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Maryland healthcare employers continue to face the rise of remote work, workforce burnout, and the need to hire and retain a diverse workforce that is representative of the communities they serve.

Three experts shared their comments on how the state should work to strengthen the health workforce in our country. 2022 Maryland Health Policy Conference in Baltimore last month.

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Manny Ocasio, director of human resources at Luminis Health, noted the changes in the healthcare workforce due to the pandemic.

“During the pandemic, 25% of women immediately quit their jobs,” he said. “Not in many cases for voluntary reasons, but because they are compelled by circumstances and the fact that many of them are still primary caregivers. [in their families]”.

He said the pandemic has changed the demand for the nursing market. Hospitals and other employers are reluctant to sign contracts with field nurses due to increase in labor coststo the detriment of patient care. In addition, he said that some nurses are often forced to switch to jobs that no longer involve direct patient care.

Another reason employers struggle to fill vacancies is the lack of recognition of external factors that affect an employee’s ability to work or apply for a job.

“For those of you who are hiring managers, or those of you who are more or less involved in talent scouting, I want you to ask yourself: “What do I know about the people who applied for this position?”, said Richard LaFerrier, Lead Director of HR Initiatives and Strategic Diversity Management at CVS Health.

“Are they a caretaker? Are they on government assistance? Do they have a disability? If you search your Applicant Tracking System for this information, you won’t find it. You are probably not allowed to ask about some of these things either. As employers, hiring leaders, recruiters, how do we understand the people who come to us looking for work?”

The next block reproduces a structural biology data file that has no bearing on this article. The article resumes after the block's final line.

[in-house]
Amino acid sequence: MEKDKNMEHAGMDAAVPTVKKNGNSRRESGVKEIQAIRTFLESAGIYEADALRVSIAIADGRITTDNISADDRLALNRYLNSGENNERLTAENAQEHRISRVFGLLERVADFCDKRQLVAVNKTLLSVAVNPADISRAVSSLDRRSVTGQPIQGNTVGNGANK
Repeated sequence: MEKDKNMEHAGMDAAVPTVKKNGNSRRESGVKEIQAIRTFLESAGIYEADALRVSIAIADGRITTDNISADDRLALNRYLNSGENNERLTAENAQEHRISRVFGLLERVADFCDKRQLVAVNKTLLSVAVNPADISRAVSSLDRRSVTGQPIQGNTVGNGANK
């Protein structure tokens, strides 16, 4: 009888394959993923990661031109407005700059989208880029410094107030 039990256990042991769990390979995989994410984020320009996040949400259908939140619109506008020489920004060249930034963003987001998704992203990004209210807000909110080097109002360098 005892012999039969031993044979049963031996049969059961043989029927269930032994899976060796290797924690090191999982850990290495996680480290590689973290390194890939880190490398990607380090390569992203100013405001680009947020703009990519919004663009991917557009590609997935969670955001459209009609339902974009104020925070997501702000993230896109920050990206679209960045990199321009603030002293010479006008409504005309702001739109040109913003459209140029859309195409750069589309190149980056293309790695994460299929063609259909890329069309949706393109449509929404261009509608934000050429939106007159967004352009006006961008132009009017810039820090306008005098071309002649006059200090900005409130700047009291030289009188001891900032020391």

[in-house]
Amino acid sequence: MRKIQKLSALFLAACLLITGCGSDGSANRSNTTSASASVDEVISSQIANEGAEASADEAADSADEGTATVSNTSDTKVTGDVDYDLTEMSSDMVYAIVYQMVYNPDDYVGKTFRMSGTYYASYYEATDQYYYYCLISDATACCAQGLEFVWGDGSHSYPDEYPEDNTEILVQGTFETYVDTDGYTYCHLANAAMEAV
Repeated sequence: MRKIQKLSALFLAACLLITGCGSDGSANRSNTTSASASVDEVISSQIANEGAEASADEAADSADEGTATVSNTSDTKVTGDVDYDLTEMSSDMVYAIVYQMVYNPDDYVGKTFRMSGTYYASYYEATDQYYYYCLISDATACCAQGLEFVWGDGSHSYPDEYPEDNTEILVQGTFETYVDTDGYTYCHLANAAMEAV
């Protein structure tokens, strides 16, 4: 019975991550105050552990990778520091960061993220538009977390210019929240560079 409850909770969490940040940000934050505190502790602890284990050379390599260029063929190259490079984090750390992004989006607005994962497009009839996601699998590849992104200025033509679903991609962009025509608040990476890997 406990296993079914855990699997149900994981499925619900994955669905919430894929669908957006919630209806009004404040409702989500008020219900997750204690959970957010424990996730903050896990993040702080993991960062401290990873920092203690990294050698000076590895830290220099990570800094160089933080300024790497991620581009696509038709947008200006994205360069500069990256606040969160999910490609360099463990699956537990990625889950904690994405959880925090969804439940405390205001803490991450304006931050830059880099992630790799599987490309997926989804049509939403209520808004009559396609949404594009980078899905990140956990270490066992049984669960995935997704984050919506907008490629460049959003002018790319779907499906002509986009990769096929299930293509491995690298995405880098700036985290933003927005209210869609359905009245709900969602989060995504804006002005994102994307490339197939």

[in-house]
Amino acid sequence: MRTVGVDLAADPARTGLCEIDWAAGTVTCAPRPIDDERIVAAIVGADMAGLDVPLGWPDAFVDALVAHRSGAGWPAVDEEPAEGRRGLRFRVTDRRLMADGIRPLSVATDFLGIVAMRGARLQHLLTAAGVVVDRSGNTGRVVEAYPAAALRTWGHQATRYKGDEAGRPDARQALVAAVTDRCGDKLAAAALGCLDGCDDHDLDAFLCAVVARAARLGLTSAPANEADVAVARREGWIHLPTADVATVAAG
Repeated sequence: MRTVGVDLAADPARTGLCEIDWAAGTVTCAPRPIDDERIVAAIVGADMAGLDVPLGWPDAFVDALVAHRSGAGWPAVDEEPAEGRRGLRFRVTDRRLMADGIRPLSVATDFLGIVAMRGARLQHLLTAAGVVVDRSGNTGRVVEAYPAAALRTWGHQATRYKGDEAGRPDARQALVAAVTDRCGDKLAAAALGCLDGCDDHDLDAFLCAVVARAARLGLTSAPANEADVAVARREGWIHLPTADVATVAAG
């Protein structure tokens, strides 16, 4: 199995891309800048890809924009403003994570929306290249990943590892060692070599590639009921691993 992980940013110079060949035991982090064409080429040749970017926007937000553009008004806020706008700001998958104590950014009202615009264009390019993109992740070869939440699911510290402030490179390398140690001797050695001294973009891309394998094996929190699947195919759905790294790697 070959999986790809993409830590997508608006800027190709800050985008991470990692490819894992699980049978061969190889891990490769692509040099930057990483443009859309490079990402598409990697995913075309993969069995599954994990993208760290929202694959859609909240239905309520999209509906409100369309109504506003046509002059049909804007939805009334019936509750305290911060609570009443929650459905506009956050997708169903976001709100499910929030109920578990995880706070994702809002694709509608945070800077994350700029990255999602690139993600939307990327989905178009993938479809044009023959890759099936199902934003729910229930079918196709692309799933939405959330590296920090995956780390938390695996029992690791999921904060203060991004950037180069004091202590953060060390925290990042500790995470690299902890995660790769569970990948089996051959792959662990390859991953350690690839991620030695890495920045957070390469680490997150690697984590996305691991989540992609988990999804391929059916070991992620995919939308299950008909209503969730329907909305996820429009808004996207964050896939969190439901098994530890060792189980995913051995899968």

The group gave other examples of how not including the social determinants of health could hinder people’s access to the health workforce. For example, individuals with a criminal record may face obstacles when trying to apply for a license to provide medical services.

Dreamers – undocumented immigrants who entered the US before the age of 16 – can meet the educational requirements and train to become a nurse in Maryland, but are often denied a license due to lack of a Social Security number. Legislators tried to bill during the 2022 Legislative Session, which would have barred health councils from doing so, but the bill ultimately failed.

Healthcare employers in Maryland also need to diversify the sources from which they seek employment, Ocasio said.

“Historically, black colleges and universities have tended to have more trouble accommodating their students. [in the health care workforce],” he said. “We at Luminis Health look to every HBCU that has a nursing program between Delaware and North Carolina as our goal. We make it our duty to diversify the workforce. If you start at home with HBCUs and facilities serving Hispanics , we can at least improve some of the effects. [of workforce disparities.]”

Allison Renig Siborowski, President and CEO of LeadingAge Maryland, stressed the importance of working with the state legislature and health councils to address labor shortages.

She highlighted SB 440who completed this session. This bill establishes the Maryland Health Workforce Crisis Commission and requires the Commission to submit a final report to the General Assembly by December 31, 2023.

“The purpose of this law is to get all these stakeholders to come together in one room to talk and produce an actionable report that they will submit to the legislature,” she said.

The panel also talked about how employers are working to change their schedules, essentially moving away from the 9 to 5 format. For example, Ocasio spun off Luminis Health. Weekend planwhich allows nurses to work only weekend shifts and remain the primary caregiver for their family during the week, while still earning the same amount as a 36-hour work week.

He also said that many employers – not just in the healthcare industry – are optimizing the hybrid remote work model and allow employees to work 3 days in the office and 2 days at home.

LaFerrier acknowledged that the hybrid model could be improved in many ways, and that it starts with deliberate planning that prioritizes the time employees can communicate and collaborate with each other.

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